The Trump administration is planning to roll out new targeted sanctions on Iran as soon as Friday, multiple sources tell CBS News. The sanctions will target foreign entities that have helped Iran with its ballistic missile program, but they are not believed to be a violation of the Obama-era international deal to freeze Iran's nuclear program. Although President Trump has publicly criticized that deal, European diplomats say they have been informed that Mr. Trump has agreed to honor it. But earlier this week, Mr. Trump said on camera at the start of a meeting with the Iraqi Prime Minister that "nobody knows why" his predecessor agreed to the deal which was also co-signed by Russia, China, Germany, Britain and France. "One of the things I did ask is, 'why did President Obama sign that agreement with Iran?' because nobody has been able to figure that one out," Mr. Trump said.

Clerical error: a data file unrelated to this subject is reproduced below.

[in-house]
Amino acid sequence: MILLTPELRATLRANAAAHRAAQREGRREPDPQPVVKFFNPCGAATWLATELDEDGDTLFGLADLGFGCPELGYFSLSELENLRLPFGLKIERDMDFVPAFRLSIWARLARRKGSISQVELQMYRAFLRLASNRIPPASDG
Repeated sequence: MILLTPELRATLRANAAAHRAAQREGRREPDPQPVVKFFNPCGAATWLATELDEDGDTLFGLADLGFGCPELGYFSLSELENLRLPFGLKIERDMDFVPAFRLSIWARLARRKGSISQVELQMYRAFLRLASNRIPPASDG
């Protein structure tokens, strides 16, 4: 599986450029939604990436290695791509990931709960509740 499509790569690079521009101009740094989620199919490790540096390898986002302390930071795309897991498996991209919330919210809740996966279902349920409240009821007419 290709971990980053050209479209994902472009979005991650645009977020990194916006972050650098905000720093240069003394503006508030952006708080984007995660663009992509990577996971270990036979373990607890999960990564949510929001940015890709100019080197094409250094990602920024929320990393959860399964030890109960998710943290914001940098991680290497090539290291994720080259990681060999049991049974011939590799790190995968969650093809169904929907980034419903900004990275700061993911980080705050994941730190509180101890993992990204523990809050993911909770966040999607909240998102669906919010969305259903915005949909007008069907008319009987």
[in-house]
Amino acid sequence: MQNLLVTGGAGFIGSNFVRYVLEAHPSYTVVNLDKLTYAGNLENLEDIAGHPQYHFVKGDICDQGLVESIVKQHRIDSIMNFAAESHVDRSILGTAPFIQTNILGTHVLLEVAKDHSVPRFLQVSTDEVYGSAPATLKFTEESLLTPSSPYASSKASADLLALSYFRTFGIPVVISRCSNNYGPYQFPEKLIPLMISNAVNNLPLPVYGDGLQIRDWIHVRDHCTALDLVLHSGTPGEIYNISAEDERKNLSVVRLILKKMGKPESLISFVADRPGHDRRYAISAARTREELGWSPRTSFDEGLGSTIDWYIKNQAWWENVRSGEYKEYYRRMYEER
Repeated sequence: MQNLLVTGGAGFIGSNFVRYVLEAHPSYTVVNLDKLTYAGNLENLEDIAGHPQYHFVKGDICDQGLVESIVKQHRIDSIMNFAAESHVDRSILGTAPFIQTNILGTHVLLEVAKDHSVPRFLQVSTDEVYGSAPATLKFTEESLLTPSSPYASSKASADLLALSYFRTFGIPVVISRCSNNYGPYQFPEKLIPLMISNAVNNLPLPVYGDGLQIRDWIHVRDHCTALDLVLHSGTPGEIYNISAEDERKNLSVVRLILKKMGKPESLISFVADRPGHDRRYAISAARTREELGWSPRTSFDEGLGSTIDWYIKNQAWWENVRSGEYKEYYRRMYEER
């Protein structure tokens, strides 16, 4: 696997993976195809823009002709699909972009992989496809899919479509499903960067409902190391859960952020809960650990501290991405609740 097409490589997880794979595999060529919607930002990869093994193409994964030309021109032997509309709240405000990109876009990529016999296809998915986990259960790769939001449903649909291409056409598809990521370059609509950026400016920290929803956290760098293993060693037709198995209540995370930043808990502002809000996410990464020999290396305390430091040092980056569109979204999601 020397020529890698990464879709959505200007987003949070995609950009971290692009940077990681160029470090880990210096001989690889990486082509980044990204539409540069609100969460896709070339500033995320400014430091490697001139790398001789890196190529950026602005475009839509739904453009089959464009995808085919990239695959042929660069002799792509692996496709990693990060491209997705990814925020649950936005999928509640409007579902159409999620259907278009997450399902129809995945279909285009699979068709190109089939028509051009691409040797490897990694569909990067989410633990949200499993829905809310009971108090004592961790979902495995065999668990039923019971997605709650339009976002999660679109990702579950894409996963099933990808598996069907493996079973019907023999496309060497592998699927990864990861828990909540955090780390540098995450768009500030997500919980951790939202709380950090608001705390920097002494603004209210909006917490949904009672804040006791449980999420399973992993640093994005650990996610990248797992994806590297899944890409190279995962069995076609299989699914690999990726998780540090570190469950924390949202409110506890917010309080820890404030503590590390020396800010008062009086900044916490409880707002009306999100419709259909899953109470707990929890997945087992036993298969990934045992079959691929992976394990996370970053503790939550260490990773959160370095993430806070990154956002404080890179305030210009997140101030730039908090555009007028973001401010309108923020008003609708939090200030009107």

Iran maintains a network of spies and lobbyists who clandestinely push the Islamic regime's agenda in Washington, D.C., and elsewhere, according to the head of Iran's ministry of intelligence, who touted the pro-Iran network's ability to spread its ideology to the West. Mahmoud Alavi, Iran's intelligence minister, in recent remarks independently translated by the Washington Free Beacon, bragged about the Islamic Republic's ability to operate an unnamed "lobby group" in D.C. that helps to push the regime's hardline agenda. Alavi disclosed that Iranians with dual citizenship in the United States, Canada, and England, remain devoted to the "Islamic revolution" and are working to promote this agenda in their adopted homelands.